Rotator Cuff Health, Pathology, and Repair in the Perspective of Hyperlipidemia
Author(s): Armand N Yazdani, Vikrant Rai, Devendra K Agrawal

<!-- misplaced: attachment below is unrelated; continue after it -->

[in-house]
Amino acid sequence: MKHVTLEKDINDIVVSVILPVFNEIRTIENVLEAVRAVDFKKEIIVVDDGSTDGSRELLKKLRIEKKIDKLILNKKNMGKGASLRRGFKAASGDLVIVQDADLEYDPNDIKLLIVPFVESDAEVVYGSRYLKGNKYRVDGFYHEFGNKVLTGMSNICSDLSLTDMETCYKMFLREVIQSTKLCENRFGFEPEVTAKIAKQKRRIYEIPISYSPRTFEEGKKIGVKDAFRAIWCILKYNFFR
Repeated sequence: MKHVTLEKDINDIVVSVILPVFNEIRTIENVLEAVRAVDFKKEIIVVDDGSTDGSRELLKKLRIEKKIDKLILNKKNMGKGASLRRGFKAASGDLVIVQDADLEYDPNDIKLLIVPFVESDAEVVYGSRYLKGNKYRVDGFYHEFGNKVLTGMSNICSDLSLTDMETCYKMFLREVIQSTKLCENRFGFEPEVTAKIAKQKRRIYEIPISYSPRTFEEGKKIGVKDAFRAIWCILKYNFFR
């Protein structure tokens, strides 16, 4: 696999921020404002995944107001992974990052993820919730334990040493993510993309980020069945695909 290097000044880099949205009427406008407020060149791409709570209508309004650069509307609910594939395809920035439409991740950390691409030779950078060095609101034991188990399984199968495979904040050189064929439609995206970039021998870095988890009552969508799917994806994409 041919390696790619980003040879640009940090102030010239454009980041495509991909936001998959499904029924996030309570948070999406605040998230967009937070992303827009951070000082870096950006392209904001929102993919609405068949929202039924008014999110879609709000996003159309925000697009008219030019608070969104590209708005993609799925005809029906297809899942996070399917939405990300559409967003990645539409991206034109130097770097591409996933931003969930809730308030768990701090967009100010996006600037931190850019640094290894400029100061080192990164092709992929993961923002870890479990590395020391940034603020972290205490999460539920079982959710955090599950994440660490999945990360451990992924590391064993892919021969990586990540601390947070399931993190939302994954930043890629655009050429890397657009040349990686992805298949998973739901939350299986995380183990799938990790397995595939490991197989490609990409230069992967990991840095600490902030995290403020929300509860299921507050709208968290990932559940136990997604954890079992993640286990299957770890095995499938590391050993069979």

Rotator Cuff Injuries (RCI) are prevalent cause of shoulder pain affecting over 20% of the population in the USA. Surgical repair of the torn rotator cuff helps in relieving the pressure on the rotator cuff tendon and from symptoms, however tendon-to-bone healing after rotator cuff surgery still has a high failure rate. Hyperlipidemia has been strongly associated with RCI although the cellular and molecular mechanisms are largely unknown. The focus of this critical review is to further explore the role of hyperlipidemia in RCI and rotator cuff tissue repair to determine its implication as a risk factor for tears, repair, and retears. A literature review was conducted to elucidate the role of hyperlipidemia as an inflammatory mediator and catalyst for structural instability within the shoulder. The results from various studies were critically reviewed to summarize the relationship between hyperlipidemia and rotator cuff pathology. Hyperlipidemia induces LDL-particle entrapment within the dense regular collagen of rotator cuff tendons resulting in foam cell aggregation and macrophage recruitment. Subsequent inflammatory pathways including the JAK2/STAT3 pathway and NLRP3 inflammasome pathway led to persistent inflammation and Extracellular Matrix (ECM) degradation within the rotator cuff. While arthroscopic repair remains the most common treatment modality, nonsurgical treatment including statins, vitamin D, and targeting miRNA are also of therapeutic benefit. Hyperlipidemia interferes with arthroscopic repairs by inducing inflammation and stiffness within tendons and increases the risk of retears. Most notably, targeting underlying mechanisms influencing inflammation has large therapeutic value as a novel treatment strategy for the management of rotator cuff pathology.